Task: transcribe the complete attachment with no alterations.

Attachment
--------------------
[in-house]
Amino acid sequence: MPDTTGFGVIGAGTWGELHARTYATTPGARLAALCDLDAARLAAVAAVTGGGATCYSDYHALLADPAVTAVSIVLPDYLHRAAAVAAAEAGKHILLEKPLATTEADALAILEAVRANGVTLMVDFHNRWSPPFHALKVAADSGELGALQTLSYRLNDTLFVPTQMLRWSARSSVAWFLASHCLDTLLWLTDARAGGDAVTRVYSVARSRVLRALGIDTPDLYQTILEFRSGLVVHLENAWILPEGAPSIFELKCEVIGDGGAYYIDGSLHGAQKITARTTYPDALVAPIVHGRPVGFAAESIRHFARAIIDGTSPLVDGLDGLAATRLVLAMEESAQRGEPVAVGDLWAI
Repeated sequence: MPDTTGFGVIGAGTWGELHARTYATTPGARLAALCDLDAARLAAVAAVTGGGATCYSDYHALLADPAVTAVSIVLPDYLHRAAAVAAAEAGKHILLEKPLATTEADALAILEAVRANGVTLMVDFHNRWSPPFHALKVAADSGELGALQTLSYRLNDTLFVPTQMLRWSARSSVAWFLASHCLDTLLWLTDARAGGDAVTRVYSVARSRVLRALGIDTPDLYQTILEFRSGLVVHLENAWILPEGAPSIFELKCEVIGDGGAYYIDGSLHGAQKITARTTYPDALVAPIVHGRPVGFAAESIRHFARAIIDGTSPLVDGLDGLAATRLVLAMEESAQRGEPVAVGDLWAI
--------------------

[in-house]
Amino acid sequence: MPDTTGFGVIGAGTWGELHARTYATTPGARLAALCDLDAARLAAVAAVTGGGATCYSDYHALLADPAVTAVSIVLPDYLHRAAAVAAAEAGKHILLEKPLATTEADALAILEAVRANGVTLMVDFHNRWSPPFHALKVAADSGELGALQTLSYRLNDTLFVPTQMLRWSARSSVAWFLASHCLDTLLWLTDARAGGDAVTRVYSVARSRVLRALGIDTPDLYQTILEFRSGLVVHLENAWILPEGAPSIFELKCEVIGDGGAYYIDGSLHGAQKITARTTYPDALVAPIVHGRPVGFAAESIRHFARAIIDGTSPLVDGLDGLAATRLVLAMEESAQRGEPVAVGDLWAI
Repeated sequence: MPDTTGFGVIGAGTWGELHARTYATTPGARLAALCDLDAARLAAVAAVTGGGATCYSDYHALLADPAVTAVSIVLPDYLHRAAAVAAAEAGKHILLEKPLATTEADALAILEAVRANGVTLMVDFHNRWSPPFHALKVAADSGELGALQTLSYRLNDTLFVPTQMLRWSARSSVAWFLASHCLDTLLWLTDARAGGDAVTRVYSVARSRVLRALGIDTPDLYQTILEFRSGLVVHLENAWILPEGAPSIFELKCEVIGDGGAYYIDGSLHGAQKITARTTYPDALVAPIVHGRPVGFAAESIRHFARAIIDGTSPLVDGLDGLAATRLVLAMEESAQRGEPVAVGDLWAI